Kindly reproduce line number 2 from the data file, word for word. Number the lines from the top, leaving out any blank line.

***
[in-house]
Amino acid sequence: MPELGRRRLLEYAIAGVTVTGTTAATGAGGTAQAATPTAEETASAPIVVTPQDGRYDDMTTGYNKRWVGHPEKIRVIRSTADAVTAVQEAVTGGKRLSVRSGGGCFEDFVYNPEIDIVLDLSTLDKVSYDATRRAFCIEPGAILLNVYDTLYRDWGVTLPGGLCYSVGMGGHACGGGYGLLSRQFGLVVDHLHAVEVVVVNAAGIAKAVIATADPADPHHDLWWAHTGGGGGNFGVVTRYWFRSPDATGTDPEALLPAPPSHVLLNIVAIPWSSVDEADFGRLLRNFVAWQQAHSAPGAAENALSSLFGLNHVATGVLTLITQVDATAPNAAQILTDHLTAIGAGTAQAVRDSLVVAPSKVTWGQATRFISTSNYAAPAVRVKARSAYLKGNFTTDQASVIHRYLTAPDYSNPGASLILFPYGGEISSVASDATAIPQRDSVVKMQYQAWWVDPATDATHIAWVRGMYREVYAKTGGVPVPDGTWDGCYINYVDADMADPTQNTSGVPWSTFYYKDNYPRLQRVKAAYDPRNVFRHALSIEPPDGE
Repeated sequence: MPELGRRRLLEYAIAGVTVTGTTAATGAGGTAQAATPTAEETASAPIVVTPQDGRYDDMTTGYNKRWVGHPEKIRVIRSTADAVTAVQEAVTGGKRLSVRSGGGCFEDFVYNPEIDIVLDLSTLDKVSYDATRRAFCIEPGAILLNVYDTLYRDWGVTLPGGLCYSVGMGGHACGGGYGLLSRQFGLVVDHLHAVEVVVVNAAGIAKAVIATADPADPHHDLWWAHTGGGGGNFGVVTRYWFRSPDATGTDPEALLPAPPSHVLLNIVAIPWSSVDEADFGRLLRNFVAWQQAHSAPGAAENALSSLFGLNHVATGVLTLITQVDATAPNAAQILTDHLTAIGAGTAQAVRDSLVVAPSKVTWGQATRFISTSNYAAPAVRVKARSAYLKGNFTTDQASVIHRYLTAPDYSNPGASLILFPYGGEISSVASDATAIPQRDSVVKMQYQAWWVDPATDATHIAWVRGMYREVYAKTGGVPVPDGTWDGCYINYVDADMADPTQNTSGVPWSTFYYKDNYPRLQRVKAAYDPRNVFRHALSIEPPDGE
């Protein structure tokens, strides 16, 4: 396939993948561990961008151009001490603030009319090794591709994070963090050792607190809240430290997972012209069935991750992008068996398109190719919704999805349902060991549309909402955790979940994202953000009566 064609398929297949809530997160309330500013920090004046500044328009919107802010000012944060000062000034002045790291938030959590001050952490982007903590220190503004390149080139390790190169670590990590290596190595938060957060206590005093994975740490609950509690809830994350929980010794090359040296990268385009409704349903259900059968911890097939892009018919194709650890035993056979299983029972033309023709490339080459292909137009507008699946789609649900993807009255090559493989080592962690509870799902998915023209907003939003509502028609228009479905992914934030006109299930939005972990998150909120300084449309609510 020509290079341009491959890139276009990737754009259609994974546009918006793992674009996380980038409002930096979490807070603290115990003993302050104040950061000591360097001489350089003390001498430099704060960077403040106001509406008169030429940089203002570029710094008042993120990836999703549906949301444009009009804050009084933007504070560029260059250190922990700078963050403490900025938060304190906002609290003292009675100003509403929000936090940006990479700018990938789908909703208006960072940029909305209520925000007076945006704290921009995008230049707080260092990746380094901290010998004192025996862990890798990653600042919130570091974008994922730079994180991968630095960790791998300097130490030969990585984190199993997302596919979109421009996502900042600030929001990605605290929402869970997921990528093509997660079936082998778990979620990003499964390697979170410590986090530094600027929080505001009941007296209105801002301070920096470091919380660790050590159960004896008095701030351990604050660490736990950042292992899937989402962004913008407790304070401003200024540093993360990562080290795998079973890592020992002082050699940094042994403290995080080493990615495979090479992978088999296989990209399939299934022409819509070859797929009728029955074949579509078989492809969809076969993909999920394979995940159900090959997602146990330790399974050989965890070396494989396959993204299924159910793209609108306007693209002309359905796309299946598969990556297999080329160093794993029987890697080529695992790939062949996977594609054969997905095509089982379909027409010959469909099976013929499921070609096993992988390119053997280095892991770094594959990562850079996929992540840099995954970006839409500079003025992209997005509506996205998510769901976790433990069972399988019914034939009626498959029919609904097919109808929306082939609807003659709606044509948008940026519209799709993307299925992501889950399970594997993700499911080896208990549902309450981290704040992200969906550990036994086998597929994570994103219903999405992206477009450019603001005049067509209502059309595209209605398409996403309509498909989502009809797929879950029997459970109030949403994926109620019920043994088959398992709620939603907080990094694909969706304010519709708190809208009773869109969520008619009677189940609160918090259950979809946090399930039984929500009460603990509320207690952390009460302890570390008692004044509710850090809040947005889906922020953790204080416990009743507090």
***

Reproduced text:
Amino acid sequence: MPELGRRRLLEYAIAGVTVTGTTAATGAGGTAQAATPTAEETASAPIVVTPQDGRYDDMTTGYNKRWVGHPEKIRVIRSTADAVTAVQEAVTGGKRLSVRSGGGCFEDFVYNPEIDIVLDLSTLDKVSYDATRRAFCIEPGAILLNVYDTLYRDWGVTLPGGLCYSVGMGGHACGGGYGLLSRQFGLVVDHLHAVEVVVVNAAGIAKAVIATADPADPHHDLWWAHTGGGGGNFGVVTRYWFRSPDATGTDPEALLPAPPSHVLLNIVAIPWSSVDEADFGRLLRNFVAWQQAHSAPGAAENALSSLFGLNHVATGVLTLITQVDATAPNAAQILTDHLTAIGAGTAQAVRDSLVVAPSKVTWGQATRFISTSNYAAPAVRVKARSAYLKGNFTTDQASVIHRYLTAPDYSNPGASLILFPYGGEISSVASDATAIPQRDSVVKMQYQAWWVDPATDATHIAWVRGMYREVYAKTGGVPVPDGTWDGCYINYVDADMADPTQNTSGVPWSTFYYKDNYPRLQRVKAAYDPRNVFRHALSIEPPDGE